Amaya and the Thorn Wood reminded me a bit of Beauty and the Beast, The Arabian Nights, and The Brave Little Tailor mixed together. I really liked the main character, because at the beginning, she seemed like an unlikely hero. The prose was beautiful, as were the illustrations, and I was totally spellbound. I loved the way the poor village girl braved a dark, enchanting forest to tell stories to a misunderstood monster. And the way it ended! It was so wonderful and gleefully wicked. I loved it.
The next story was The Too-Clever Fox, and this one is vying for my favorite book in the whole collection. This one is set in the dark, wintry forests, and the titular fox spends the story scheming his way out of various scrapes and close calls. That is, until he lets his guard down and gets close to a village girl, and barely manages to escape with his life. I loved the tone, and it was almost like a Grimm’s fairy tale mixed with an Aesop fable. Plus, it had a very magical feel, what with the talking animals, mysterious hunters, and villains that aren’t obvious. This story is one of my favorites; a fable about trust, bravery, and resourcefulness.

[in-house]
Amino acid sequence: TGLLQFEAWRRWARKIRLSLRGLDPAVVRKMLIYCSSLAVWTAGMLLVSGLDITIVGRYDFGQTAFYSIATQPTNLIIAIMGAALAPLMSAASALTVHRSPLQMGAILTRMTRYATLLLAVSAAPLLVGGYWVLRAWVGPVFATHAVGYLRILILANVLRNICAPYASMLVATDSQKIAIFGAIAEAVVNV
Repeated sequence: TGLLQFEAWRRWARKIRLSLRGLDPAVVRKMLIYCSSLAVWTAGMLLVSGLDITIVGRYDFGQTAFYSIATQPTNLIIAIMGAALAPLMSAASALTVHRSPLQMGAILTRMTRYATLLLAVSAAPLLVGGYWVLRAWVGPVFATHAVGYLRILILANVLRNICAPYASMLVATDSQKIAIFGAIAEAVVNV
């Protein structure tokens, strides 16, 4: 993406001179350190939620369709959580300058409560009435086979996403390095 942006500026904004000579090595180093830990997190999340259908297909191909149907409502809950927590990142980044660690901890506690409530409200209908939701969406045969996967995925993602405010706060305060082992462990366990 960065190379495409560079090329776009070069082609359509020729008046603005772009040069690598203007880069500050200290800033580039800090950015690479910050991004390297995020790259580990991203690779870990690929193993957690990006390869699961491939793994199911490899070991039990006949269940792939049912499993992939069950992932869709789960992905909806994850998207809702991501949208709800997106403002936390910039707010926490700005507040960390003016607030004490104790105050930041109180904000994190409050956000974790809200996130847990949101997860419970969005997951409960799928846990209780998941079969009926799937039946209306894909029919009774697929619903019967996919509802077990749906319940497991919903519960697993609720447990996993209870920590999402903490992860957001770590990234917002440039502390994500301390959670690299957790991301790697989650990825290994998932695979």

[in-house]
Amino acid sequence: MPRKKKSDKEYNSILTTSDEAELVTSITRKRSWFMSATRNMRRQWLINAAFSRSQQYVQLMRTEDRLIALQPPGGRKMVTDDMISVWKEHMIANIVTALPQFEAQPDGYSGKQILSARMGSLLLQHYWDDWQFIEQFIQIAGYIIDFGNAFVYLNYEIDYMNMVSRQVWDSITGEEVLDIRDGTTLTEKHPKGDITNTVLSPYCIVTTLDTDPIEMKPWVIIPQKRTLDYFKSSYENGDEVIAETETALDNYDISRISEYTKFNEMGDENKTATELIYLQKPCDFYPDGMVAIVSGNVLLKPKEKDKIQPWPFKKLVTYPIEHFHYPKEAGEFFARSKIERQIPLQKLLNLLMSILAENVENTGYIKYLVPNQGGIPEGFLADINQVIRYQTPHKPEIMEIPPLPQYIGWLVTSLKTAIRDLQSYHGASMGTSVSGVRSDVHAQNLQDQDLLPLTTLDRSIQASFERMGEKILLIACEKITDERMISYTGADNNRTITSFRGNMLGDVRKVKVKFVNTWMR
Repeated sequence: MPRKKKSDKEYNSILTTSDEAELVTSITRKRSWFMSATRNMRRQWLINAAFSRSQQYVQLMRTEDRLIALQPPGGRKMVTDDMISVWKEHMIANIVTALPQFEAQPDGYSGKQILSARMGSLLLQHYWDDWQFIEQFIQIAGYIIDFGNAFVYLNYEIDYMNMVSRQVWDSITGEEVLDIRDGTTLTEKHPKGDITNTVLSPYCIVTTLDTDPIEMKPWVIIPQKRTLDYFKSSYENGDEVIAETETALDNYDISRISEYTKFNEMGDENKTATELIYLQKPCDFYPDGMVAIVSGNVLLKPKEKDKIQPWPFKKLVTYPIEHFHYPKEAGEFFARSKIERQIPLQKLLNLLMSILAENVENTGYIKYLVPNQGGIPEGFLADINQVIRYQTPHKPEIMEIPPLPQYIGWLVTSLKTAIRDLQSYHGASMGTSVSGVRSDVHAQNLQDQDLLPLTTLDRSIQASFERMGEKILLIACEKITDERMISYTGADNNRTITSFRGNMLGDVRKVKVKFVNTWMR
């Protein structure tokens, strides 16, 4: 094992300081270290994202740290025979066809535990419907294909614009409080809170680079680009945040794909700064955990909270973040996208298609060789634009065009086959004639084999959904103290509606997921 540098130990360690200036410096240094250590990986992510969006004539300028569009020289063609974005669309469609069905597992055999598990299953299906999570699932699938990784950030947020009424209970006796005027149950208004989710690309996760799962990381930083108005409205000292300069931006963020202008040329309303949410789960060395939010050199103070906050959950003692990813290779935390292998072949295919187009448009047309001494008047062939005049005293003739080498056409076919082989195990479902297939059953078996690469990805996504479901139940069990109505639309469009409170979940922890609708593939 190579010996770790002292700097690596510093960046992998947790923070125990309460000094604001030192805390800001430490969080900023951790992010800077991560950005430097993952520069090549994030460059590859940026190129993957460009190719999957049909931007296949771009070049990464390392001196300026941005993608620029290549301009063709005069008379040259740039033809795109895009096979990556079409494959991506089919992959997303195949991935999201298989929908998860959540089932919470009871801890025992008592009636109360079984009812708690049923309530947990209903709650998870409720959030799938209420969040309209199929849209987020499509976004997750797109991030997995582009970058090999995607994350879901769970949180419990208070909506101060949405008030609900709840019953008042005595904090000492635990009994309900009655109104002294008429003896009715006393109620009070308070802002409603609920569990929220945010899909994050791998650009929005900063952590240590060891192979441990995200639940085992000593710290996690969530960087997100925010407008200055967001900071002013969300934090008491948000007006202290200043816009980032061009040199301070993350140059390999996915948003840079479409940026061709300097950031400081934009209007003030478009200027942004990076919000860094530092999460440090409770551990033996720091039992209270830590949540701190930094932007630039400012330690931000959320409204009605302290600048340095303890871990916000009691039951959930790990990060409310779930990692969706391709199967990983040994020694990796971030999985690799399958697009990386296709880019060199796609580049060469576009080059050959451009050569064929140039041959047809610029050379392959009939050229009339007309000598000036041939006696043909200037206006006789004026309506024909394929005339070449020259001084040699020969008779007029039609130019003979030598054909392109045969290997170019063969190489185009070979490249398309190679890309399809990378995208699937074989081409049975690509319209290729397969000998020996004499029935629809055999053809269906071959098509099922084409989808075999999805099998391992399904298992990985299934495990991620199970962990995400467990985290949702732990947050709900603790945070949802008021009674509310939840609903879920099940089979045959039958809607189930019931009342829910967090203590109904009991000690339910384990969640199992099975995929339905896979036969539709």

The Witch of Duva follows these two, and it was inspired by Hansel and Gretel. A young woman gets lost in the woods after being ousted by her family members, and when the enticing, bewitching (heh, I couldn’t resist, sorry not sorry!) scent of candy and gingerbread leads her to a witch’s home, she doesn’t get eaten; in fact, she becomes the witch’s assistant and apprentice. When she realizes that her savior is hiding dark secrets, she must decide if she should leave and forge her own path, or stay with the best friend she’s ever known. I really liked the way the Hansel and Gretel tale was flipped onto its head, with the witch not as a villain but a strong woman who rose above her circumstances, even becoming an adoptive mother! Flipped fairy tales for the win!